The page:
Once your syrup mixture is cool, strain it. I know it seems like a pain. Do it anyway. Otherwise you're going to get cloves in your face every time you try and take a drink. Once it's good and strained, start adding in the vodka according to your level of preference and/or wussiness. Once you've got your balance where you want it, bottle up your mixture of awesomeness. You can bottle it using the tried and true "trying to pour carefully, and doing pretty well until you make that one mistake, and everything devolves from there and you end up covered in alcohol and shame" method. Or you can invest in a $3 plastic funnel and make your life simpler. It's up to you. In any event, once your booze is bottled, cool it for no less than 10 hours (careful though. If you're an alcohol wuss you may not have enough actual booze in there to keep if from freezing. In which case, the fridge is your friend). Then open it up and consume it until you've got that holiday cheer again.

February 3, 2015

Macaroni And Cheese

I don't know who Anna is, but her pasta is about to get crazy
There's something special about Mac and Cheese. It brings me back to my childhood. Except without all of the uncomfortable parts that came from actually LIVING my childhood. Let's be honest for a second (that's right, everything else I say is a lie). When you're a kid, everything is either the best thing that's ever happened, or so terrible that your life is pretty much over. It's exhausting. But the silver lining in the rain cloud of angst (gross), is Macaroni and Cheese. It feels like a perfect slice of Americana. It's warm, wholesome and incredibly cheesy. Especially the way I make it.


3 TBSP Butter
3 TBSP All Purpose Flour
1 lb. Macaroni (it's technically possible to replace the Macaroni with any reasonably small pasta shape. If you're a communist)
4 Cups Milk
1 tsp Salt
8 oz. Cheddar 
8 oz. Pepper Jack
6 oz. Provolone 
An unspecified amount of Parmesan 

The first thing to do is to put a pot full of water on a high flame so that you can eventually cook your pasta. Because water hates you, and decided long ago that it was gonna take forever to boil. So get that going in the beginning, and use that time waiting for water to stop being a dick working on the rest of the recipe. Speaking of which, next you're gonna melt your butter and make a roux. Because you're making a Bechamel sauce. For those of you too lazy to follow that link, essentially you're melting the butter, mixing in the flour, and then slowly incorporating the milk while stirring like a crazy person to make a creamy creamy cream sauce.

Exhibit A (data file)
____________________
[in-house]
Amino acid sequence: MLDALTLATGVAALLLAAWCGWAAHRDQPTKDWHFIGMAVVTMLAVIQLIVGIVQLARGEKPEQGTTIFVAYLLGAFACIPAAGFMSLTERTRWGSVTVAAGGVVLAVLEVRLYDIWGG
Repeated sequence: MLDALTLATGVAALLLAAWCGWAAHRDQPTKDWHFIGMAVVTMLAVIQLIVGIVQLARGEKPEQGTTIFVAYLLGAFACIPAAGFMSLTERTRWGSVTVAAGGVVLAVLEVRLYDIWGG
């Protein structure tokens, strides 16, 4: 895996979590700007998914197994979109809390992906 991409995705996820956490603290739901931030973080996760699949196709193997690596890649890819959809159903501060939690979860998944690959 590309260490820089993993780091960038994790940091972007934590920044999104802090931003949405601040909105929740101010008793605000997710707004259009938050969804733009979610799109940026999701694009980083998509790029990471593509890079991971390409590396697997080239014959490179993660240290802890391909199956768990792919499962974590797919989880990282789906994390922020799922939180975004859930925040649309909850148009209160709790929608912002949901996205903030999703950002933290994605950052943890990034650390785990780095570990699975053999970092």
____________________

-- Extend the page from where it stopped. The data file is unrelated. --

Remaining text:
Now comes the cheesy part, and by "cheesy" I mean "Awesome. And involving cheese." Keep your Bechamel on a medium-low flame (it should be warm, but shouldn't be steaming) and add in a handful of shredded Cheddar. Stir it until it melts and fully incorporates into the sauce. Then repeat this until you've added in half of your Cheddar, and all of your Pepper Jack. Add in your Salt, stir to incorporate it, and turn your heat off. 

By this point, your water should have given in to torture and started boiling. Hopefully when this happened you had the foresight to actually add in your pasta so that it could be cooked by the time your sauce was done. If not, start cooking it now, secure in the knowledge that I'm secretly judging you. Cook the pasta until it's "al dente." ("al dente," technically speaking, means "to the tooth," which is stupid. What it practically means, is that the pasta is cooked through, but is still firm and offers resistance when bitten. Should you shout "to the tooth!" at the top of your lungs before you eat pasta cooked this way? Follow your heart. So yes.) Once your pasta is sufficiently toothy, drain it, and then add it in to your cheese sauce to make a steaming pile of awesomeness. 

15 minutes later a shocking amount of this pan was empty
Take a handful of Cheddar, and spread it along the bottom of a 9x13 pan. Add in your entire pot of goopy, cheesy, noodly goodness, and spread it evenly across the pan. Then top it with the rest of the Cheddar, the Provolone, and the Parmesan. How much Parmesan? However much you want. There's no such thing as too much Parmesan. So keep adding it until you arbitrarily decide you've added enough, or until your arm hurts from all of that repetitive motion. Bake it at 400 until everything on top melts and starts to crisp up. Pretty much until it looks as awesome as it smells. Then, take it out of the oven, and struggle not to eat it until it's cooled down a little bit. Or, just dunk your hand in to the burning hot pan, and grab handfuls, stuff them into your mouth and sustain relatively serious burns. Either way.